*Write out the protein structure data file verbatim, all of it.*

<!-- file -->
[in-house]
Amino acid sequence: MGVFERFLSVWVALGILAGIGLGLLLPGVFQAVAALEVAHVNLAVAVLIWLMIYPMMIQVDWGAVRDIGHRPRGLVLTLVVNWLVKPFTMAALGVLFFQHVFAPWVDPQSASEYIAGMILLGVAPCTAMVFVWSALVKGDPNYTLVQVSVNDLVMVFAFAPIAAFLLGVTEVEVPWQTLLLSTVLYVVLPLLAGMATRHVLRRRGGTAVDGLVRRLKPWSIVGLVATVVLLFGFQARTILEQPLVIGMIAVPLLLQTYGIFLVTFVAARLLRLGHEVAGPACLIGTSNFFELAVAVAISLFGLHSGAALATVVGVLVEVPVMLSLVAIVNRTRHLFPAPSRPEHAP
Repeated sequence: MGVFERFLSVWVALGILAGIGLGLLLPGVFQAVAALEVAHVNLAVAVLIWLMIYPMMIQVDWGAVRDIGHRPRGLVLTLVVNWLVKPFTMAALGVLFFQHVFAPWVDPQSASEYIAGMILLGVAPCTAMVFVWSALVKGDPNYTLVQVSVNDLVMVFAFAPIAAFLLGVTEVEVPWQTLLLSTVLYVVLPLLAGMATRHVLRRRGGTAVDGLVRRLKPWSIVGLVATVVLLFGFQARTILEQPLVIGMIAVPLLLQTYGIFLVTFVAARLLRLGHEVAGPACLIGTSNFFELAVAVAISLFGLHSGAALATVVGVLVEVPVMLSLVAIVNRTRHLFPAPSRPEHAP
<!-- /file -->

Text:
[in-house]
Amino acid sequence: MGVFERFLSVWVALGILAGIGLGLLLPGVFQAVAALEVAHVNLAVAVLIWLMIYPMMIQVDWGAVRDIGHRPRGLVLTLVVNWLVKPFTMAALGVLFFQHVFAPWVDPQSASEYIAGMILLGVAPCTAMVFVWSALVKGDPNYTLVQVSVNDLVMVFAFAPIAAFLLGVTEVEVPWQTLLLSTVLYVVLPLLAGMATRHVLRRRGGTAVDGLVRRLKPWSIVGLVATVVLLFGFQARTILEQPLVIGMIAVPLLLQTYGIFLVTFVAARLLRLGHEVAGPACLIGTSNFFELAVAVAISLFGLHSGAALATVVGVLVEVPVMLSLVAIVNRTRHLFPAPSRPEHAP
Repeated sequence: MGVFERFLSVWVALGILAGIGLGLLLPGVFQAVAALEVAHVNLAVAVLIWLMIYPMMIQVDWGAVRDIGHRPRGLVLTLVVNWLVKPFTMAALGVLFFQHVFAPWVDPQSASEYIAGMILLGVAPCTAMVFVWSALVKGDPNYTLVQVSVNDLVMVFAFAPIAAFLLGVTEVEVPWQTLLLSTVLYVVLPLLAGMATRHVLRRRGGTAVDGLVRRLKPWSIVGLVATVVLLFGFQARTILEQPLVIGMIAVPLLLQTYGIFLVTFVAARLLRLGHEVAGPACLIGTSNFFELAVAVAISLFGLHSGAALATVVGVLVEVPVMLSLVAIVNRTRHLFPAPSRPEHAP